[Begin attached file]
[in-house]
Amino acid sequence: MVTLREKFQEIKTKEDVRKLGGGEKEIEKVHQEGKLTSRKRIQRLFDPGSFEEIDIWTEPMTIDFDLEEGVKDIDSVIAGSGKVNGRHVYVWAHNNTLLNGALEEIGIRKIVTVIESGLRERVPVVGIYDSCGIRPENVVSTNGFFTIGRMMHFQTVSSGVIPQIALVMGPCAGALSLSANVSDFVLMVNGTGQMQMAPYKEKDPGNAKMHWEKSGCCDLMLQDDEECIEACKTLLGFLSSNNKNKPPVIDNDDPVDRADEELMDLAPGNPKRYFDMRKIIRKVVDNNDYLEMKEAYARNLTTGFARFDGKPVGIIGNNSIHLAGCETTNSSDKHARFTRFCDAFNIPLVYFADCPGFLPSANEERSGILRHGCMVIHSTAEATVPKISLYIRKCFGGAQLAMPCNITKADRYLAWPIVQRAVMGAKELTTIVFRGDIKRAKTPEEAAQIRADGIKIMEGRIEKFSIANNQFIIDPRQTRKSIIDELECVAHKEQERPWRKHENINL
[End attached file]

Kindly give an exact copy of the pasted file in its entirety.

[in-house]
Amino acid sequence: MVTLREKFQEIKTKEDVRKLGGGEKEIEKVHQEGKLTSRKRIQRLFDPGSFEEIDIWTEPMTIDFDLEEGVKDIDSVIAGSGKVNGRHVYVWAHNNTLLNGALEEIGIRKIVTVIESGLRERVPVVGIYDSCGIRPENVVSTNGFFTIGRMMHFQTVSSGVIPQIALVMGPCAGALSLSANVSDFVLMVNGTGQMQMAPYKEKDPGNAKMHWEKSGCCDLMLQDDEECIEACKTLLGFLSSNNKNKPPVIDNDDPVDRADEELMDLAPGNPKRYFDMRKIIRKVVDNNDYLEMKEAYARNLTTGFARFDGKPVGIIGNNSIHLAGCETTNSSDKHARFTRFCDAFNIPLVYFADCPGFLPSANEERSGILRHGCMVIHSTAEATVPKISLYIRKCFGGAQLAMPCNITKADRYLAWPIVQRAVMGAKELTTIVFRGDIKRAKTPEEAAQIRADGIKIMEGRIEKFSIANNQFIIDPRQTRKSIIDELECVAHKEQERPWRKHENINL